OSLO, Norway, Sept. 29 (UPI) -- An international organization said Thursday a group of energy companies joined it in forming an industry body to tackle cybersecurity threats.
"We see that cyber-security incidents are increasing with attempted attacks on a daily basis," Rune Waerstad, an engineer at Royal Dutch Shell, said in a statement. "By collaborating with others in the industry, we can ensure that we end up with one globally applicable regulation that is suitable for the oil and gas sector."
The industry's certification body DNV GL estimates cybercrimes costs the energy and utilities sector about $12.8 million each year in lost business and equipment damage. For those focused on operations offshore, the group said a layer of confidence is needed as cybercrime evolves as a bigger and more complex threat to the industry.
So far, eight companies from Shell to Norwegian major Statoil teamed up to for an industry partnership to address the emerging threat. A report on the cost of cybercrime by HP Enterprise Security found energy and utility companies suffered a greater financial loss than the financial sector.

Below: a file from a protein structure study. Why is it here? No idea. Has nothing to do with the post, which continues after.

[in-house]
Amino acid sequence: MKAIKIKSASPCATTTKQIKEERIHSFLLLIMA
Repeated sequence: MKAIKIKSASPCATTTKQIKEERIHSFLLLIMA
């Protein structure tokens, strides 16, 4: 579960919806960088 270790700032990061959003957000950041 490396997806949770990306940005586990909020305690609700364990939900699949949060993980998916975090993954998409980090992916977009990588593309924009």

Analysis from Ernst & Young found more than 60 percent of the organizations tied to the oil and gas sector said they have the ability to even detect a sophisticated attack. Less than 30 percent lack a real-time insight into cyber threats.
With crude oil prices putting a squeeze on corporate spending, Ernst & Young said oil and gas companies have little leeway on where they put their financial focus. This, their report said, means cybersecurity may be lower on the priority than operations that would have more apparent value for shareholders.
DNV GL said the scope of the joint industry partnership was to offer guidelines to tackle the emerging threat. The industry body is already working alongside French supermajor Total to address risk management at its operations off the coast of Norway.
"Dealing with cyber-security challenges has become a key focus area for the oil and gas sector," DNV GL consultant Pal Borre Kristoffersen said. "Attacks are becoming increasingly costly and harder for companies to recover from."